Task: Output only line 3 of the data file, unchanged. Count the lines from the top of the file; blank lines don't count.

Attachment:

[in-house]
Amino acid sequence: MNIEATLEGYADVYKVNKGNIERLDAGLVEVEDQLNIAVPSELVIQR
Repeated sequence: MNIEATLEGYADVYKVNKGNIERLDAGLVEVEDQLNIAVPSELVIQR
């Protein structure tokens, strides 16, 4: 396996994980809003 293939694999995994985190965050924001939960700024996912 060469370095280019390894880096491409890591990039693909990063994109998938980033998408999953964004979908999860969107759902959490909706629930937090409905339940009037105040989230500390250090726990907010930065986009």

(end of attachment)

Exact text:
Repeated sequence: MNIEATLEGYADVYKVNKGNIERLDAGLVEVEDQLNIAVPSELVIQR